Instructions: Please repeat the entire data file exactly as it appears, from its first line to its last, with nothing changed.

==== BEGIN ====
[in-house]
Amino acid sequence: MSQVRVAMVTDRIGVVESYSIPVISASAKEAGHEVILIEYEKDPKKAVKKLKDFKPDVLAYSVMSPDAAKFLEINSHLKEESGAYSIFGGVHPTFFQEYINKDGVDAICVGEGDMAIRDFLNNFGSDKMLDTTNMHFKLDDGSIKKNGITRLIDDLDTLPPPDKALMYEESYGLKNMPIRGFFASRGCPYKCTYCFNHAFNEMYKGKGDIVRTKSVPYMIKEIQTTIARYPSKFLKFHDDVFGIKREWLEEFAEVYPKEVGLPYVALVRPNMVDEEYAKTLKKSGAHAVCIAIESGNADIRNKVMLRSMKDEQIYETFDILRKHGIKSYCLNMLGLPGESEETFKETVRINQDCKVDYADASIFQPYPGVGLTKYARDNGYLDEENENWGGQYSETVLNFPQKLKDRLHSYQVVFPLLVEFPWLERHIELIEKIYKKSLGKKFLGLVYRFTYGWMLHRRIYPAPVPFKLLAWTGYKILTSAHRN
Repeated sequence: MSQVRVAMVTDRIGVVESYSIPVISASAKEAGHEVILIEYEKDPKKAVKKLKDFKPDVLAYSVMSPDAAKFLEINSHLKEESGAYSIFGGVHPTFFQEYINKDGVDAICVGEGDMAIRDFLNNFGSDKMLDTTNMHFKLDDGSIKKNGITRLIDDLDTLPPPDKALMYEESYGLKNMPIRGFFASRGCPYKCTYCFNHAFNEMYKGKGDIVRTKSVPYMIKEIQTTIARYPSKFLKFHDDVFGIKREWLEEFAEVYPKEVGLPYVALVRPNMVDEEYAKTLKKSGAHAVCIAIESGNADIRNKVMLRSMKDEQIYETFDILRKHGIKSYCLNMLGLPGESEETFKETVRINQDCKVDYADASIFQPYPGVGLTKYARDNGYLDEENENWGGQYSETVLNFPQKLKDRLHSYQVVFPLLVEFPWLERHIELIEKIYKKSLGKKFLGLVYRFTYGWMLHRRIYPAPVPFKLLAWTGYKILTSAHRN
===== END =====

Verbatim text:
[in-house]
Amino acid sequence: MSQVRVAMVTDRIGVVESYSIPVISASAKEAGHEVILIEYEKDPKKAVKKLKDFKPDVLAYSVMSPDAAKFLEINSHLKEESGAYSIFGGVHPTFFQEYINKDGVDAICVGEGDMAIRDFLNNFGSDKMLDTTNMHFKLDDGSIKKNGITRLIDDLDTLPPPDKALMYEESYGLKNMPIRGFFASRGCPYKCTYCFNHAFNEMYKGKGDIVRTKSVPYMIKEIQTTIARYPSKFLKFHDDVFGIKREWLEEFAEVYPKEVGLPYVALVRPNMVDEEYAKTLKKSGAHAVCIAIESGNADIRNKVMLRSMKDEQIYETFDILRKHGIKSYCLNMLGLPGESEETFKETVRINQDCKVDYADASIFQPYPGVGLTKYARDNGYLDEENENWGGQYSETVLNFPQKLKDRLHSYQVVFPLLVEFPWLERHIELIEKIYKKSLGKKFLGLVYRFTYGWMLHRRIYPAPVPFKLLAWTGYKILTSAHRN
Repeated sequence: MSQVRVAMVTDRIGVVESYSIPVISASAKEAGHEVILIEYEKDPKKAVKKLKDFKPDVLAYSVMSPDAAKFLEINSHLKEESGAYSIFGGVHPTFFQEYINKDGVDAICVGEGDMAIRDFLNNFGSDKMLDTTNMHFKLDDGSIKKNGITRLIDDLDTLPPPDKALMYEESYGLKNMPIRGFFASRGCPYKCTYCFNHAFNEMYKGKGDIVRTKSVPYMIKEIQTTIARYPSKFLKFHDDVFGIKREWLEEFAEVYPKEVGLPYVALVRPNMVDEEYAKTLKKSGAHAVCIAIESGNADIRNKVMLRSMKDEQIYETFDILRKHGIKSYCLNMLGLPGESEETFKETVRINQDCKVDYADASIFQPYPGVGLTKYARDNGYLDEENENWGGQYSETVLNFPQKLKDRLHSYQVVFPLLVEFPWLERHIELIEKIYKKSLGKKFLGLVYRFTYGWMLHRRIYPAPVPFKLLAWTGYKILTSAHRN